“Most spiders do not have a poisonous ‘punch’ virulent enough to adversely affect an adult human,” Abramson said. “There are, of course, notable exceptions, such as the black widow and the brown recluse (fiddleback spider). Outdoorsmen, particularly hunters and wildlife watchers who spend a lot of time sitting on the ground, are probably more prone to spider bites than other segments of the human population. However, even among outdoor enthusiasts, spider bites are extremely rare. And we’ve all heard the tale about the daddy longlegs being the most poisonous spider in the world, but it doesn’t have fangs long enough to bite humans. Forget that. Number one, it isn’t a spider and, number two; it usually feeds on decaying plant and animal matter. What does it need venom for? “

Fact is, people have little to fear from spiders, even the “bad” ones. Most of the visible eight-legged organisms crawling up our arms or across our necks as we enjoy the outdoors are quite harmless. Arachnids such as chiggers are much more annoying and certain species of ticks much more dangerous. Except on the rarest occasions, even the few spiders with deadly potential are largely nonaggressive. For these creatures, respect is definitely warranted. Blatant fear, however, is not.

The water moccasin is a dangerous snake. Relatively common and often aggressive, it packs a potentially deadly wallop and is to be avoided with utmost respect and even perhaps a small measure of healthy fear. There are, however, quite a few anglers, canoeists, and bank waders who harbor the mistaken notion that all “wet” snakes are moccasins.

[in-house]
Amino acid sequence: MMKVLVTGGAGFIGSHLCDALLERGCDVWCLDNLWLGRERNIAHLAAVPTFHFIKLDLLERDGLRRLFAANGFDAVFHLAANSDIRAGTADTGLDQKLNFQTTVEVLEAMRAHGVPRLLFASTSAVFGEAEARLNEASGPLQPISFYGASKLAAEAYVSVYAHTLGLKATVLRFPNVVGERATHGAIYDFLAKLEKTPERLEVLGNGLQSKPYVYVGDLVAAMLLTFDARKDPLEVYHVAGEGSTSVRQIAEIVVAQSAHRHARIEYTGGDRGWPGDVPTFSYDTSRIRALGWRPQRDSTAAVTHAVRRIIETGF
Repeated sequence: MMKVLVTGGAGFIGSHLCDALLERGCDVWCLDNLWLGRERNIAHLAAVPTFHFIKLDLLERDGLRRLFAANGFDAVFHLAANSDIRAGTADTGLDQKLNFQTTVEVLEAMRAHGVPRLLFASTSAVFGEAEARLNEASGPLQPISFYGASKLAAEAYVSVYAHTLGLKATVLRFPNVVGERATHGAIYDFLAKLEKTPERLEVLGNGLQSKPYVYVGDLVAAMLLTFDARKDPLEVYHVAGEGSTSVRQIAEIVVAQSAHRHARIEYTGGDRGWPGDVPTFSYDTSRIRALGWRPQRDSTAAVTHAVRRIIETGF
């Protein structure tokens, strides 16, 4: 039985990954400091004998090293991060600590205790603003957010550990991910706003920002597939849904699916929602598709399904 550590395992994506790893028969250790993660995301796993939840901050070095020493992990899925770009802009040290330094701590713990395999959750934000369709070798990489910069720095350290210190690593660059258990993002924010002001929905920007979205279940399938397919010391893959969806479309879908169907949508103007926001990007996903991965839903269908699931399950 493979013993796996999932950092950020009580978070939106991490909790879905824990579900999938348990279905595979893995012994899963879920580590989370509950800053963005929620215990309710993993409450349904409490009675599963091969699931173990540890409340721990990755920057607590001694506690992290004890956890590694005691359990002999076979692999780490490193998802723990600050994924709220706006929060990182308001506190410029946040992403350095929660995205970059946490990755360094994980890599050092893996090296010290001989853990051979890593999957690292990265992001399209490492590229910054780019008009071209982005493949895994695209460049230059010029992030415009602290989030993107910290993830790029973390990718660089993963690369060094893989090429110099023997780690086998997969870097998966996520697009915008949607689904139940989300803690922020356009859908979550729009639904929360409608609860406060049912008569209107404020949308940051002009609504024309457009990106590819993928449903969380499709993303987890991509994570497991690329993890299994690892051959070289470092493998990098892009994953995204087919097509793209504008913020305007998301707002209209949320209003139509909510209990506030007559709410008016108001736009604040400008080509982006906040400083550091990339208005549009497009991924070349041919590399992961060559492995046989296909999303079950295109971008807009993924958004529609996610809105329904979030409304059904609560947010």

“You’ll usually find several harmless water snake species inhabiting the same areas as the water moccasin and one kind of water snake or another is commonly seen sunning on overhanging branches, partially submerged logs, or swimming leisurely across a lake or stream,” said Abramson. “Approximately a dozen different kinds of nonpoisonous water snakes inhabit the Deep South and, more often than not, are the snakes that have been observed by people who excitedly describe the many ‘water moccasins’ they regularly see on fishing or boating trips.”

Water snakes range from slim, brilliantly colored reptiles to thick-bodied, aggressive creatures that do in fact somewhat resemble the cottonmouth in appearance. None of the water snakes are venomous, however, and the mere sight of a snake in or near water should never provoke a fear response.

“When it comes to our outdoor activities,” Abramson concluded, “there are plenty of potentially real hazards with which to concern ourselves. There’s absolutely no need to add to them all the wildlife that is, as a rule, no more dangerous than the mockingbird nesting in your shrubbery. Most people could avoid many ‘scary’ situations outdoors if they’d just take the time to learn what can harm them and what can’t. It’s largely just a matter of paying attention and keeping your eyes open.”